I think the examples that you shared really amplify this problem which is that I feel like practices are really just receiving. They’re like this is a new priority of the month, this is a new priority. There are so many things that now I’m expected to do which means that, what do I actually stand for? What’s the one thing that people respond for me for?
And I think that the start doing thing I also encourage. Practices need to be polarizing in the sense that you need to have something that when a friend is talking to a friend, they’re like where do you take your pet? I go to this clinic because of X. And really focus on that because otherwise you’re swimming in a seat of priorities. All these topics are important for pet health, which means that none of them are important for pet health, because none of them are actually receiving the focus and attention they deserve.
And on the flip side, I think that people are going to gravitate towards businesses that carve out positions on things and for pets, I think that there’s such an opportunity there to say we are great at this, we’re going to make this a priority. It might mean that we’re not the best vet for you, and that’s okay. But as a result, the things that we’re going to do, we’re going to do very well. We’re going to reinforce them and we’re going to start to see the fruits of that labor. And that’s why I think you’re seeing some of these new practices come out with like membership models where they’re like, we know that for us, as a clinic, we have a commitment to this client or to this patient over the lifetime of that pet. And we want to work with people that are going to make that commitment to us. So we have a business model and a care model that allows us to go deeper for your pet’s needs, allows us to be more supportive and as a result, it means that we can’t take on thousands of new clients. But for the clients that we do have, this is what we’re going to do.
And the other thing too, is it gives permission to your staff to say no. And I think that’s where things get really important where, if you stand for something and you create that culture, it allows your staff to confidently say, “This is what we’re going to do and this is what we’re not going to do” as opposed to, I think what’s happening right now, where there’s more than ever before, there’s more to keep up and you’re kind of like where are the priorities? Where is our focus?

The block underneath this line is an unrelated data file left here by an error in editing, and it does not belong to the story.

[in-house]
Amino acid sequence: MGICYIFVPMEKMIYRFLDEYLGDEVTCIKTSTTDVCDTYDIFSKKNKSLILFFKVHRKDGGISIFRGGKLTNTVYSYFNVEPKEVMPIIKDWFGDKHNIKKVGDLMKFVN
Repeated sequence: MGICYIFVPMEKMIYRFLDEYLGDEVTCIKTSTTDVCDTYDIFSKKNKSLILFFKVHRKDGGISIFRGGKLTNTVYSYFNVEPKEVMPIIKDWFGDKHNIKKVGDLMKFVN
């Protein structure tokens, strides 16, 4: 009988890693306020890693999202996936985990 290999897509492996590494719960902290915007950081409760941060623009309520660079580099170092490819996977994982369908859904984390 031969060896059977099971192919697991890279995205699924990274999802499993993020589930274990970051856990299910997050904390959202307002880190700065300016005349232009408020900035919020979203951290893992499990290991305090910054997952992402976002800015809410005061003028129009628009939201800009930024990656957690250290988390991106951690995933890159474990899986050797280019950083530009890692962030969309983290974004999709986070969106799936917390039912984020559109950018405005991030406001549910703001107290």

Yeah. It’s the all things to all people problem, right? The best ex the best example of this, just to validate your point here, I was working at this practice in Florida and I was working with one of their technicians and she was in charge of their marketing and she was trying to figure out sort of what the brand messaging of the practice would be. And it was a feline only practice and so I was talking to her and we were talking about their approach to low stress handling, and they were very into that.
And so we were talking and she was walking me through what appointments are like and I said, “Well, you know what happens when you have a stressful patient coming in, or a cat that you think might be high stress or high anxiety and stuff?” And she said, “Well, we have these calming packages that the owners come and pick up”. And it’s a towel and it’s the Feliway and it’s Gabapentin, or whatever it was. And I said to her, “What happens if the pet owner doesn’t make time to come in and get that, or doesn’t want to come in and get it?” And she said, “Well, then they’re not a good client for our practice.” Or they’re not a good fit for our practice. And I remember that and I was like, man, they’ve got it. I can’t believe we’re talking about your brand message, you’ve got this nailed down.
And it wasn’t like we also do these other things, but they were like, no. We are a low stress practice and we want cats to be happy coming to the vet and if you’re not on a board, then you’re not the right client for us. And I thought not only is that a powerful message for attracting clients but Adam, isn’t that the place you’d want to work?
100%. In some ways it’s this simple but powerful concept because you’re just like there is no negotiation. This is how we treat our patients. And if you’re a client, you’re either going to be, wow, that’s fantastic. I am anxious about my pet. My pet does get stressed. But if you’re saying, well, my pet isn’t like that, I don’t care, then they’re opting out, right? It’s such a powerful thing to find those moments where you’re like, no, this is who we are. And let’s double down on that and make sure it’s part of each interaction that we have.
And to your point about recruitment, these are the things that I think the next generation of veterinarians wants to hear, right? That’s fantastic. Things that used to be optional, that are now required and now are almost baked into the DNA of the practice. Pain management is another one. There’s a bunch of these medical things that you have saw. Well, maybe we’ll do it, maybe we’ll not, to it’s required, to no, actually we have a really strong reaction when you go against what we believe is true. And I think that’s a really powerful trend for practices to continue to explore.
Yeah. I completely agree. Picking your values, picking the thing that you stand for and saying these are our people and this is what we believe. Again, I don’t think you can pick every aspect of medicine and say we stand strongly on all of these things. I think you need to figure out what you’re really about.
Adam Little, thank you so much for being here, my friend. Where can people find you online? Where can they learn more about GoFetch?
Yeah, so check out GoFetch.ca. They can reach me at Adam@GoFetch.ca or Twitter @exponentialvetand. I’m happy to connect with anybody.
Good. Thanks for being here.
And that is our episode, that’s what we got guys. I hope you enjoyed it. Dr. Adam Little is amazing. Taking time out of his busy GoFetch, running, iddy biddy baby raising schedule. I appreciate it. Anyway. I appreciate that guy. He’s super fun to talk to.